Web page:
Why be normal?

Here’s a blog post which I did about normal sex for the Sick! Festival which I’ll be taking part in up in Manchester in March. These ideas are explored further in my books Queer: A Graphic History, The Psychology of Sex, and Enjoy Sex.

Why be normal?

‘I just want to be normal’. This is probably the most common phrase to be heard in sex therapy consulting rooms. I know that I’ve heard it, in some form, from many of the clients that I’ve worked with over the years. Indeed the recent NATSAL survey of British sexual attitudes and lifestyles found that 42% of men and 51% of women consider themselves to have a sexual problem: to be abnormal or dysfunctional in some way when it comes to sex.

Wanting to be normal in this area is understandable. People who stray outside of what is considered to be sexually normal are still stigmatised and ridiculed and – at worst – pathologised and criminalised. For example, we may now know how common kinky fantasies are thanks to the popularity of the Fifty Shades series of books and movies, but kink practitioners can still be diagnosed with a psychiatric disorder, or legally convicted of assault, for their activities.

Here I want to argue that the way forward in addressing the high levels of anxiety and distress that exist around sex is not for us to try ever harder to conform to what we’re told is sexually normal. Instead we could usefully throw out our ideas of sexual normality in favour of a recognition that sex and sexuality are diverse. We could then look for other – more helpful – ways of distinguishing good and bad kinds of sex.

I’m going to take you through four of the most common assumptions that people make about sex and sexuality: that it’s normal to want sex, that normal sexuality is a fixed attraction to a particular gender, that normal sex is penis-in-vagina sex leading to orgasm, and that it’s important to distinguish normal and abnormal kinds of sex. For each one of these I’ll mention some of the sexual communities who are ‘doing it’ differently, and I’ll make some suggestions about what we could all learn from them about alternative ways of approaching sex.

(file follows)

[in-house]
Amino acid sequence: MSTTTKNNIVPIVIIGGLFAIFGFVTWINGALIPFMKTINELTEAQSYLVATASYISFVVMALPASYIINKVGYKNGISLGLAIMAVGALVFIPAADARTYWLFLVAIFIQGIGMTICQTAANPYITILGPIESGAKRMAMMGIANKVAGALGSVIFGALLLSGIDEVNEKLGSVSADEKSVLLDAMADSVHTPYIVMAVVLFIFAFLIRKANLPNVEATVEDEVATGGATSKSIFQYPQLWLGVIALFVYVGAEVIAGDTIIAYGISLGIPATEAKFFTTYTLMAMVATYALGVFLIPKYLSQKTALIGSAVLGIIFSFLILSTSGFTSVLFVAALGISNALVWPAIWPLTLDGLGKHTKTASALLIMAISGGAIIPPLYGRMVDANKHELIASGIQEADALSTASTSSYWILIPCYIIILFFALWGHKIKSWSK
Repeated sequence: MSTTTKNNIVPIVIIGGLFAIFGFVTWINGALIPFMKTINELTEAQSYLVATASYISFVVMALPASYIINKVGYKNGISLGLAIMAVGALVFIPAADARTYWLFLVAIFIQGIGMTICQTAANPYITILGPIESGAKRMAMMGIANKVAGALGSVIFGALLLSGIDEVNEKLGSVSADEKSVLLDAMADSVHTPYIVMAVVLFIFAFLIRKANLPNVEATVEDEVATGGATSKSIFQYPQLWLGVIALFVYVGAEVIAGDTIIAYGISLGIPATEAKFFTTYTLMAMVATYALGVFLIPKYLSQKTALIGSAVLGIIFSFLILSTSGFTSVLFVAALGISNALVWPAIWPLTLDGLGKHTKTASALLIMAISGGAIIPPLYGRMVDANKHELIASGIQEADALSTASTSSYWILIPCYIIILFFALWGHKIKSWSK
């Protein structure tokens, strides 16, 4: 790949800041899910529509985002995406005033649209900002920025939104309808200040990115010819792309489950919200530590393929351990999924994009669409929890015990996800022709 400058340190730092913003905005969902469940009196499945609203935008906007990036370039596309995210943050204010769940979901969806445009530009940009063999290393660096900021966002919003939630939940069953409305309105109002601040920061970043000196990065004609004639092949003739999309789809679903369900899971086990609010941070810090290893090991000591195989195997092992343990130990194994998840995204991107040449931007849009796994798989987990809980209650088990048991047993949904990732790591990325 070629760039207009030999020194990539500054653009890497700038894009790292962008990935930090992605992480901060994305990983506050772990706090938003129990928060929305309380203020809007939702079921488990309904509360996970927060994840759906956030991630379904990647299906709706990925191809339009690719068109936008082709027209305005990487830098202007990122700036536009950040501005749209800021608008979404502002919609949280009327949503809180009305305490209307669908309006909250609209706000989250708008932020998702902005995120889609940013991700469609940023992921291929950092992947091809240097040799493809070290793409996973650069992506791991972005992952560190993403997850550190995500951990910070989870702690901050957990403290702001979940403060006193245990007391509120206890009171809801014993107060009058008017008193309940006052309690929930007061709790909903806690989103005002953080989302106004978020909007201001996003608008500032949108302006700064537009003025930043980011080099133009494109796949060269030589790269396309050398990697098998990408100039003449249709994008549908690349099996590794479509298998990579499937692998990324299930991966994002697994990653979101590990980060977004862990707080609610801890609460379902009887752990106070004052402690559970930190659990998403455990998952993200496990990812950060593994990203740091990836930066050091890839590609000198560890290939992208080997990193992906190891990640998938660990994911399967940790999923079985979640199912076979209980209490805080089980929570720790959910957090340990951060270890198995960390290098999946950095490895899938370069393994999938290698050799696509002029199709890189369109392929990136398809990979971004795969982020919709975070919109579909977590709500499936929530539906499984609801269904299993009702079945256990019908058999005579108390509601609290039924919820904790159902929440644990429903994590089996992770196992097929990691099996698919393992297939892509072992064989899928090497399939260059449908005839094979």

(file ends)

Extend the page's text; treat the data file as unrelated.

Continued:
It’s normal to want sex

This is a big one. In a recent study that I did of sex manuals, most books insisted that it was actually essential to a person’s physical and psychological health to be sexual. They also frequently said that sex was the most important thing in a relationship: the ‘glue’ that holds it together. ‘Sexless relationships’ were seen as a failure and a cause of break-up. Also any discrepancy in the amount of desire that people in a relationship had was regarded as a problem that needed fixing (usually by learning lots of sexual positions!)

However, recent research on asexual people, who don’t experience sexual attraction, has found that they are just as healthy and emotionally stable as anybody else. Also, detailed studies of long term relationships find that most couples don’t prioritise sex as the main form of intimacy, and that there are many long-lasting relationships which are happily non-sexual.

When people feel pressure to be sexual in relationships they often engage in sex when they don’t really want, or do things that don’t actually excite them. This leads them to be even less tuned into their own desires and less keen to have sex again, in a vicious cycle.

Instead of trying to fit a one-size-fits-all model of sexual desire, perhaps we could recognise that people have diverse levels of desire – on a spectrum from no desire to high levels of desire – and that this will likely fluctuate over the course of our lives. Instead of seeing a discrepancy of desire as a problem in a relationship we could regard it as inevitable that we won’t always feel the same amount, or types, of desire. We could take that as a starting point for conversations about how we’ll address our desires together and/or separately.